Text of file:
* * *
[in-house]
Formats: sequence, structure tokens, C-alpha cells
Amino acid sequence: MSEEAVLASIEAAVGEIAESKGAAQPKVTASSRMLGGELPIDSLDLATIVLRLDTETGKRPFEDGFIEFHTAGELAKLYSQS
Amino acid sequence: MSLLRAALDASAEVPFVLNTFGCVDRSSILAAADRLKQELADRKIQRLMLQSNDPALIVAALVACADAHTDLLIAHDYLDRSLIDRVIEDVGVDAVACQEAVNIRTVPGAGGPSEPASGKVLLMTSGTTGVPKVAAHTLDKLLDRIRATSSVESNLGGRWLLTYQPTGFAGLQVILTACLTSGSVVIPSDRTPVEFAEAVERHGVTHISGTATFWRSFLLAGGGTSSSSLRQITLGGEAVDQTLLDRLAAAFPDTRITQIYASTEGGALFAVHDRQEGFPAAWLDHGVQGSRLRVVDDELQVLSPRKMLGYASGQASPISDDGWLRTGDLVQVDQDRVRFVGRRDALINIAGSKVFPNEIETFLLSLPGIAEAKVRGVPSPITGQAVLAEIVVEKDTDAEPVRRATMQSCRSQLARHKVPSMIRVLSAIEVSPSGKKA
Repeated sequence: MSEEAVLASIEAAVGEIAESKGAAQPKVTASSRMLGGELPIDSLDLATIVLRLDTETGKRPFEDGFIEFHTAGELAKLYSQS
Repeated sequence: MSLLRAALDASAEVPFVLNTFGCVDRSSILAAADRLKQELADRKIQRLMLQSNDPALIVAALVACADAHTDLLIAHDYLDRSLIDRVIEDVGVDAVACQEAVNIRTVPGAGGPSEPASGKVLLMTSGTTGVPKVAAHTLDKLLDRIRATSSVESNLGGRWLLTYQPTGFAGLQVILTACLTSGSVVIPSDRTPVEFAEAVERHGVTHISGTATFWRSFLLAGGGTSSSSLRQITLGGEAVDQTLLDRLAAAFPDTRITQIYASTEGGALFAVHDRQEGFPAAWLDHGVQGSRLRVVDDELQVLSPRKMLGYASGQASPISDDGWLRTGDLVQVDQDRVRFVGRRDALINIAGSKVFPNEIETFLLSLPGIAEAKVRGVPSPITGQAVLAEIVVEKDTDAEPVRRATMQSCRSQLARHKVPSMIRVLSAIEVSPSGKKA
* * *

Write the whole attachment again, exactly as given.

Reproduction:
[in-house]
Formats: sequence, structure tokens, C-alpha cells
Amino acid sequence: MSEEAVLASIEAAVGEIAESKGAAQPKVTASSRMLGGELPIDSLDLATIVLRLDTETGKRPFEDGFIEFHTAGELAKLYSQS
Amino acid sequence: MSLLRAALDASAEVPFVLNTFGCVDRSSILAAADRLKQELADRKIQRLMLQSNDPALIVAALVACADAHTDLLIAHDYLDRSLIDRVIEDVGVDAVACQEAVNIRTVPGAGGPSEPASGKVLLMTSGTTGVPKVAAHTLDKLLDRIRATSSVESNLGGRWLLTYQPTGFAGLQVILTACLTSGSVVIPSDRTPVEFAEAVERHGVTHISGTATFWRSFLLAGGGTSSSSLRQITLGGEAVDQTLLDRLAAAFPDTRITQIYASTEGGALFAVHDRQEGFPAAWLDHGVQGSRLRVVDDELQVLSPRKMLGYASGQASPISDDGWLRTGDLVQVDQDRVRFVGRRDALINIAGSKVFPNEIETFLLSLPGIAEAKVRGVPSPITGQAVLAEIVVEKDTDAEPVRRATMQSCRSQLARHKVPSMIRVLSAIEVSPSGKKA
Repeated sequence: MSEEAVLASIEAAVGEIAESKGAAQPKVTASSRMLGGELPIDSLDLATIVLRLDTETGKRPFEDGFIEFHTAGELAKLYSQS
Repeated sequence: MSLLRAALDASAEVPFVLNTFGCVDRSSILAAADRLKQELADRKIQRLMLQSNDPALIVAALVACADAHTDLLIAHDYLDRSLIDRVIEDVGVDAVACQEAVNIRTVPGAGGPSEPASGKVLLMTSGTTGVPKVAAHTLDKLLDRIRATSSVESNLGGRWLLTYQPTGFAGLQVILTACLTSGSVVIPSDRTPVEFAEAVERHGVTHISGTATFWRSFLLAGGGTSSSSLRQITLGGEAVDQTLLDRLAAAFPDTRITQIYASTEGGALFAVHDRQEGFPAAWLDHGVQGSRLRVVDDELQVLSPRKMLGYASGQASPISDDGWLRTGDLVQVDQDRVRFVGRRDALINIAGSKVFPNEIETFLLSLPGIAEAKVRGVPSPITGQAVLAEIVVEKDTDAEPVRRATMQSCRSQLARHKVPSMIRVLSAIEVSPSGKKA